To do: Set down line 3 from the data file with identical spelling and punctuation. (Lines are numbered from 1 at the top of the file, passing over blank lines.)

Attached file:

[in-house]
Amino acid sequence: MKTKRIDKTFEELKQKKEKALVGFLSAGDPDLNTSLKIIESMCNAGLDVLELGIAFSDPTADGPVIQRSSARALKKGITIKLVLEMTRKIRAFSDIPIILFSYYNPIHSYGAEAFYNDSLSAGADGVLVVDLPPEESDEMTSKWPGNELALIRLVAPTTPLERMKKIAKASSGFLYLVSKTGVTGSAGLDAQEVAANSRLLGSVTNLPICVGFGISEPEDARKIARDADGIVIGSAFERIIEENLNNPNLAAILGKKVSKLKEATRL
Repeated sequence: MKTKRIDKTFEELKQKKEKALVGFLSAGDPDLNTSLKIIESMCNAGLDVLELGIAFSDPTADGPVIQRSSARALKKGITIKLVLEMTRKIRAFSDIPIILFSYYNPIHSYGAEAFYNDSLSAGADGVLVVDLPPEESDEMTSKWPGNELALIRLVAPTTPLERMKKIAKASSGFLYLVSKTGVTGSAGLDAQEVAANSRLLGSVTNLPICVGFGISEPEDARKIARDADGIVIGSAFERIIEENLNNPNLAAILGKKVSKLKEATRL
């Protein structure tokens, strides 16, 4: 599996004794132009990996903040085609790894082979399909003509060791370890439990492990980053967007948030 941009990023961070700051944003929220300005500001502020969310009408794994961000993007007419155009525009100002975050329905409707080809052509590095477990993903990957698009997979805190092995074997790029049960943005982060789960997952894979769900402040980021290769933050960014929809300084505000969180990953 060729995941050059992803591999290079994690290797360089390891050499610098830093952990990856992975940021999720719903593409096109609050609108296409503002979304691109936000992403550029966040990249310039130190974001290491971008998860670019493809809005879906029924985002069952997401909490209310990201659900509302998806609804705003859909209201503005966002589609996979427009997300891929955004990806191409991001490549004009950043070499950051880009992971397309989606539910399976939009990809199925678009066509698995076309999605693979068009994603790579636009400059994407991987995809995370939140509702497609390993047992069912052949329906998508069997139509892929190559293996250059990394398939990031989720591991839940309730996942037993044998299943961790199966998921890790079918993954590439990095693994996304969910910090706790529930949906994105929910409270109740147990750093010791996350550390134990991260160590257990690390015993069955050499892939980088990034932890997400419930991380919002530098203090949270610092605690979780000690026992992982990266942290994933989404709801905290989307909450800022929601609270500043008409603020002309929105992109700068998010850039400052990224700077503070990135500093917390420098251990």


Repeated sequence: MKTKRIDKTFEELKQKKEKALVGFLSAGDPDLNTSLKIIESMCNAGLDVLELGIAFSDPTADGPVIQRSSARALKKGITIKLVLEMTRKIRAFSDIPIILFSYYNPIHSYGAEAFYNDSLSAGADGVLVVDLPPEESDEMTSKWPGNELALIRLVAPTTPLERMKKIAKASSGFLYLVSKTGVTGSAGLDAQEVAANSRLLGSVTNLPICVGFGISEPEDARKIARDADGIVIGSAFERIIEENLNNPNLAAILGKKVSKLKEATRL